The Indian aviation sector is undergoing tremendous change. The air traffic (both inbound and outbound) has amplified manifold. There has been a major increase in the FDI in the non-core sector. Media reports talks of manufacturing passenger aircrafts in India. With these developments, the problem of traffic congestion, air safety and maintenance operation problems have also enlarged substantially. And, in order to address these issues there have been efforts to modify and update certain policies of the Government of India (“GOI”). As a result, the private and foreign participation has increased in recent times. The modernization process is in speed and the aviation industry has reached to cater the needs of Tier II and Tier III cities as well.
1. Challenges faced by the aviation industry
In the wake of tremendous developments in the aviation sector in India the International Air Transport Association (“IATA”) identified certain challenges for the successful development of air transport in India: enhancing safety, urgent infrastructure improvement, reasonable taxation, commercial freedom, and simplifying the business through effective use of technology. The price rise is the latest challenge which has led to an increase in air fares. A brief analysis of the situation becomes pertinent to evaluate the state of affairs and know the course the aviation sector is undertaking to withstand the changing scenario.
2. Air Safety
Air safety remains the primary concern for the service providers. The Chicago Convention made safety regulation a government responsibility. IATA is leading airline efforts on safety with a comprehensive safety plan. The core of its efforts is the IATA Operational Safety Audit (“IOSA”)1 which is promoted among countries as a transparent global benchmark for airline operational safety management. IOSA complements International Civil Aviation Organization’s (“ICAO”) universal safety oversight programme which audits state compliance. Air India and Jet Airways are among the IOSA registered carriers.
The Aircraft (Amendment) Bill 2008 has enlarged the scope of powers of Directorate General of Civil Aviation (“DGCA”). The DGCA or any other officer specially appointed for the purpose can issue directions on matters related to any person using an aerodrome or engaged in air traffic operations, air traffic control, maintenance and operation of aerodrome, air traffic management facilities etc. The DGCA is also empowered to perform safety oversight functions. American aerospace major Boeing, at the behest of DGCA and Airports Authority of India (“AAI”), shared its expertise with aviation authorities for more effective utilization of airspace by allowing planes to safely fly closer at congested airports and enable faster touchdowns.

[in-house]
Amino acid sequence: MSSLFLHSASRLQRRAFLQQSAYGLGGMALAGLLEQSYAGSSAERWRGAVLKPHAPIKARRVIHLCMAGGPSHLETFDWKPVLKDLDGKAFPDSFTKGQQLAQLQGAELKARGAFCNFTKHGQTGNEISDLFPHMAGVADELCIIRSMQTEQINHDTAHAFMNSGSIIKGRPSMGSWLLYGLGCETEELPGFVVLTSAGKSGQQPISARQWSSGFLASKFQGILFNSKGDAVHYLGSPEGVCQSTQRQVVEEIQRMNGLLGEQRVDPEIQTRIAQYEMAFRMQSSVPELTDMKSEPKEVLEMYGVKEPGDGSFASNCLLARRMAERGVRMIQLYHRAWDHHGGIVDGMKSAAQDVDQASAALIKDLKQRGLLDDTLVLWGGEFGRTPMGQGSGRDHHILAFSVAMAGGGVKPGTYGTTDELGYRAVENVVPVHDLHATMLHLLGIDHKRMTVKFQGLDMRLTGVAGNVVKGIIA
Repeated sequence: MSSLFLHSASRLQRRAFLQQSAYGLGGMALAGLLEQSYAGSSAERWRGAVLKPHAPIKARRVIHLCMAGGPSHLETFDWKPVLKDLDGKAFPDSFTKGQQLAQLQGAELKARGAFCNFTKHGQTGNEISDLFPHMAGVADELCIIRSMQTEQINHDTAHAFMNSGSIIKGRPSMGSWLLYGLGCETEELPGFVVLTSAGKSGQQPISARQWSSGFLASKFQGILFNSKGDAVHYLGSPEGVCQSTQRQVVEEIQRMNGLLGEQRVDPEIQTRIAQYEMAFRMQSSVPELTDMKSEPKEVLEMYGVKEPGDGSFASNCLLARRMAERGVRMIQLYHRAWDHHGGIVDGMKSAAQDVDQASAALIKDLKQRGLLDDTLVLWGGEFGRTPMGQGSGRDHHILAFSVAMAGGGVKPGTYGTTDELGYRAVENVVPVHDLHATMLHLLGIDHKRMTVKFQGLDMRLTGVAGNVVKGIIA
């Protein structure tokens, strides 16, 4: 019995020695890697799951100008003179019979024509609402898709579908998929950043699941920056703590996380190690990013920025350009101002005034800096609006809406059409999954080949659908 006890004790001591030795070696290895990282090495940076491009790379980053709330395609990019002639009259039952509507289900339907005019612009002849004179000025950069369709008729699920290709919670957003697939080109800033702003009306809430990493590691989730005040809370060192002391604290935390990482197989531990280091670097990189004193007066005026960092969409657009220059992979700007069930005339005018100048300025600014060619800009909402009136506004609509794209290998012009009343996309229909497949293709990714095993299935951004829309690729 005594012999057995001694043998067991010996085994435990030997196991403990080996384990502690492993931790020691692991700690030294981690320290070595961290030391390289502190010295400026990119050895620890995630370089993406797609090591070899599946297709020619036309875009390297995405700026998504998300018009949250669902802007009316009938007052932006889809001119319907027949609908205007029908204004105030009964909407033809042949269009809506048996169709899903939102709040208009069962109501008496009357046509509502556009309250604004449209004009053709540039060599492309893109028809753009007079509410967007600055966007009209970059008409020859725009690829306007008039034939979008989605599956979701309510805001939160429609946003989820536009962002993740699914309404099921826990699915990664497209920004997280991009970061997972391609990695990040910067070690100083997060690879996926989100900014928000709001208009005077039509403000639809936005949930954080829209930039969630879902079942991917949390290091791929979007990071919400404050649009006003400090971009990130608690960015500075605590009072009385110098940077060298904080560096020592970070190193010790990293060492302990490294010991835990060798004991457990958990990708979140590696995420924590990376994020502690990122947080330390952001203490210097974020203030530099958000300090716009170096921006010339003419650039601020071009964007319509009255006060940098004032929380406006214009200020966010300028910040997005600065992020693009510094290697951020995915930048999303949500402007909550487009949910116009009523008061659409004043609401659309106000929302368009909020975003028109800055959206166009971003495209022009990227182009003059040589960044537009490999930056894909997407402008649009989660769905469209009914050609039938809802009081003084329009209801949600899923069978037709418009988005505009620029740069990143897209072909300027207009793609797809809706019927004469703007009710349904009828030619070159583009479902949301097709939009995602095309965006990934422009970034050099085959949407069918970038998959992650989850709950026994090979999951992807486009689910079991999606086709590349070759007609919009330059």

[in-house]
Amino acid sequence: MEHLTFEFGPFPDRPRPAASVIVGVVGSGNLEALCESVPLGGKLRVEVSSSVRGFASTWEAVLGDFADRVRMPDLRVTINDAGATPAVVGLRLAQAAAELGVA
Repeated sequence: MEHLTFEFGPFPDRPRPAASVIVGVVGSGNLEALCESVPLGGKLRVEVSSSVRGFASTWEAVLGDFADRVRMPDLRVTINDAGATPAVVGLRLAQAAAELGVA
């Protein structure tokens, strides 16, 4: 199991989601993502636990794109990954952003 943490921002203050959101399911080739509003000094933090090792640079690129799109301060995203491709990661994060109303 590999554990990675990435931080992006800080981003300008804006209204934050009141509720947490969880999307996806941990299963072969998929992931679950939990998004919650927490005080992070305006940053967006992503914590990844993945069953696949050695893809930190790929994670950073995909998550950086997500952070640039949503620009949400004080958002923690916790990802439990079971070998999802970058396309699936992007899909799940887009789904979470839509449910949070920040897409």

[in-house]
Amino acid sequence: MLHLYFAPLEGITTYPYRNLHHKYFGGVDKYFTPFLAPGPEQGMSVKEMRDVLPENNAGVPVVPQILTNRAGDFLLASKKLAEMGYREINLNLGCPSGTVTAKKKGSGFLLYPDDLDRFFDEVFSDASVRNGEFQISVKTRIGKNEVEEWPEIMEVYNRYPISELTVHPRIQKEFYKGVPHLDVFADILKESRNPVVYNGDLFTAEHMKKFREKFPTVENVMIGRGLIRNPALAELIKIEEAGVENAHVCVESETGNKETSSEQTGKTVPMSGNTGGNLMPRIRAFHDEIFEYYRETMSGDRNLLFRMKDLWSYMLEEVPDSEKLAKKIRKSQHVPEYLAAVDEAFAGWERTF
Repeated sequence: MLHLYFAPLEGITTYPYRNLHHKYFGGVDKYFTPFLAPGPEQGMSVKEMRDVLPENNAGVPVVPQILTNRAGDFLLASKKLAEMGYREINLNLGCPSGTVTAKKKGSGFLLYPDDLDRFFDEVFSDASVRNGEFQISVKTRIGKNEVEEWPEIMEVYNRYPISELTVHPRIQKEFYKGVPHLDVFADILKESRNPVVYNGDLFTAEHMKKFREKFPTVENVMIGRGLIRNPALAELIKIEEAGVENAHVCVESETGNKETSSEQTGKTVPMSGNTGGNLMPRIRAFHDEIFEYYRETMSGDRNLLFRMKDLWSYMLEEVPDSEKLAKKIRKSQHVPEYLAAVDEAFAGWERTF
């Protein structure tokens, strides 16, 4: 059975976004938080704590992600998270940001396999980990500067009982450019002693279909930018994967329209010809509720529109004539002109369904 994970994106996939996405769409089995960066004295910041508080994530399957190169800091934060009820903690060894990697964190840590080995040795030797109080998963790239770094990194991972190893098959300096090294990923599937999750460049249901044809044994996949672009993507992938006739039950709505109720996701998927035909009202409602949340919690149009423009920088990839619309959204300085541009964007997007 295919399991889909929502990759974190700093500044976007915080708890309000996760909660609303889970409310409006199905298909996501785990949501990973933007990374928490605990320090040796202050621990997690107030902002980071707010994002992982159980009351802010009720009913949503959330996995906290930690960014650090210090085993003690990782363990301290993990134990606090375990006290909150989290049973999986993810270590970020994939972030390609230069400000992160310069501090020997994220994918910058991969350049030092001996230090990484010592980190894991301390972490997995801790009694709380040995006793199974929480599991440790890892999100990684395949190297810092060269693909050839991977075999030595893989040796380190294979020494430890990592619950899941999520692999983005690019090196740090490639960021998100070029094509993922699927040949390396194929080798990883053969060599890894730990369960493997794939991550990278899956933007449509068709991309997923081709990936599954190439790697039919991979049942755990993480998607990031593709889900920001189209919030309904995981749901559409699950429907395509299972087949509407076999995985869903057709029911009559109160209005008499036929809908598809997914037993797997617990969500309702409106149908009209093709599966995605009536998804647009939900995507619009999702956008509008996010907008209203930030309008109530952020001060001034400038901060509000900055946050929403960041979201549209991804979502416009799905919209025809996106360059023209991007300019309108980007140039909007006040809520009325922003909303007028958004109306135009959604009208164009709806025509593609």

Under the aviation programme between India and US, a Federal Aviation Administration team visited India in March 2008, and identified key areas of support with India: radar network, airworthiness, air safety and airport and airport traffic management.
1.2 Improving Infrastructure
Despite the growth, the airline industry continues to grapple with infrastructure bottlenecks and cumbersome regulatory controls, ranging from unavailability of parking slots in metro airports to long queues at security and baggage x-ray and a shortage of technical manpower. The route expansion plans of Indian carriers have already resulted in excess supply over a deficient infrastructure, leading to congestion on the ground and in the skies. The importance of civil aviation is not restricted to creating efficacies of transport, but also as an instrument of wider connectivity and inclusive economic growth. The proposed Airport Economic Regulatory Authority (“AERA”) aims to plug these gaps.
GOI has made it mandatory for all new greenfield airports to provide separate cargo facilities: storage, ground handling, and loading. Further, in a bid to bring Indian airports at par with the international ones the GOI has decided to float a separate air cargo policy, AERA, and revamp the entire electronic data interchange system. A commercial centre needs an efficient and well-organized airport. Presently, Indian airport and airspace capacity needs expansion to fully gain the benefits of a vibrant airline sector. With the requisite expansion airports should also be cost-efficient with acceptable service levels, and have adequate capacity to meet further growth. So, private participation in any airport project is a welcome step when it results in greater efficiency, better service levels, and effective economic regulation.
1.3 Taxing Reasonably